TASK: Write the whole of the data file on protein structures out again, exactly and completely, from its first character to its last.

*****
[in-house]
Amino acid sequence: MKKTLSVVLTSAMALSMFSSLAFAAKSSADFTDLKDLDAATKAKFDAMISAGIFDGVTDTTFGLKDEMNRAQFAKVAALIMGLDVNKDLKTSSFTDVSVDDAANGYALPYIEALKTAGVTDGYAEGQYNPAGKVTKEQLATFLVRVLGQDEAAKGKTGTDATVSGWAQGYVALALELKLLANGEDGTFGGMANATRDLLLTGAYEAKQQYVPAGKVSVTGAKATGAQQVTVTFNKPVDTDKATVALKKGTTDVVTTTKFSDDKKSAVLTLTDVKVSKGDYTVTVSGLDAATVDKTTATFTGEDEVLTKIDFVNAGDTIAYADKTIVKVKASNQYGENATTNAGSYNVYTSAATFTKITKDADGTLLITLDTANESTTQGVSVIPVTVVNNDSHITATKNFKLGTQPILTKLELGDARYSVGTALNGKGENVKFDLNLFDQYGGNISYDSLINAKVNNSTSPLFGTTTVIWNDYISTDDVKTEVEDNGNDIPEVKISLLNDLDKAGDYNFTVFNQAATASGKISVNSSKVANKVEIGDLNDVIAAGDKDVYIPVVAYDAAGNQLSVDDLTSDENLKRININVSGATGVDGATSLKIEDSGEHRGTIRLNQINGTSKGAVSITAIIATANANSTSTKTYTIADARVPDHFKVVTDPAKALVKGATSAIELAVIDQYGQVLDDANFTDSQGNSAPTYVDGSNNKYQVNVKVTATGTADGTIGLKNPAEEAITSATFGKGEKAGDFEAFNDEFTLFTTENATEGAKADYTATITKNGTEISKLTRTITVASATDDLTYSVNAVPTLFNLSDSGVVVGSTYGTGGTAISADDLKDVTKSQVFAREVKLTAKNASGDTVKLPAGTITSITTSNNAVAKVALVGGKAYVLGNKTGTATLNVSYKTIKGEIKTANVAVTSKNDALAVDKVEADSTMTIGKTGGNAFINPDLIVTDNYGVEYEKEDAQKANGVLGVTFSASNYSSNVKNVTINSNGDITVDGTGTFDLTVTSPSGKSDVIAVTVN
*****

[in-house]
Amino acid sequence: MKKTLSVVLTSAMALSMFSSLAFAAKSSADFTDLKDLDAATKAKFDAMISAGIFDGVTDTTFGLKDEMNRAQFAKVAALIMGLDVNKDLKTSSFTDVSVDDAANGYALPYIEALKTAGVTDGYAEGQYNPAGKVTKEQLATFLVRVLGQDEAAKGKTGTDATVSGWAQGYVALALELKLLANGEDGTFGGMANATRDLLLTGAYEAKQQYVPAGKVSVTGAKATGAQQVTVTFNKPVDTDKATVALKKGTTDVVTTTKFSDDKKSAVLTLTDVKVSKGDYTVTVSGLDAATVDKTTATFTGEDEVLTKIDFVNAGDTIAYADKTIVKVKASNQYGENATTNAGSYNVYTSAATFTKITKDADGTLLITLDTANESTTQGVSVIPVTVVNNDSHITATKNFKLGTQPILTKLELGDARYSVGTALNGKGENVKFDLNLFDQYGGNISYDSLINAKVNNSTSPLFGTTTVIWNDYISTDDVKTEVEDNGNDIPEVKISLLNDLDKAGDYNFTVFNQAATASGKISVNSSKVANKVEIGDLNDVIAAGDKDVYIPVVAYDAAGNQLSVDDLTSDENLKRININVSGATGVDGATSLKIEDSGEHRGTIRLNQINGTSKGAVSITAIIATANANSTSTKTYTIADARVPDHFKVVTDPAKALVKGATSAIELAVIDQYGQVLDDANFTDSQGNSAPTYVDGSNNKYQVNVKVTATGTADGTIGLKNPAEEAITSATFGKGEKAGDFEAFNDEFTLFTTENATEGAKADYTATITKNGTEISKLTRTITVASATDDLTYSVNAVPTLFNLSDSGVVVGSTYGTGGTAISADDLKDVTKSQVFAREVKLTAKNASGDTVKLPAGTITSITTSNNAVAKVALVGGKAYVLGNKTGTATLNVSYKTIKGEIKTANVAVTSKNDALAVDKVEADSTMTIGKTGGNAFINPDLIVTDNYGVEYEKEDAQKANGVLGVTFSASNYSSNVKNVTINSNGDITVDGTGTFDLTVTSPSGKSDVIAVTVN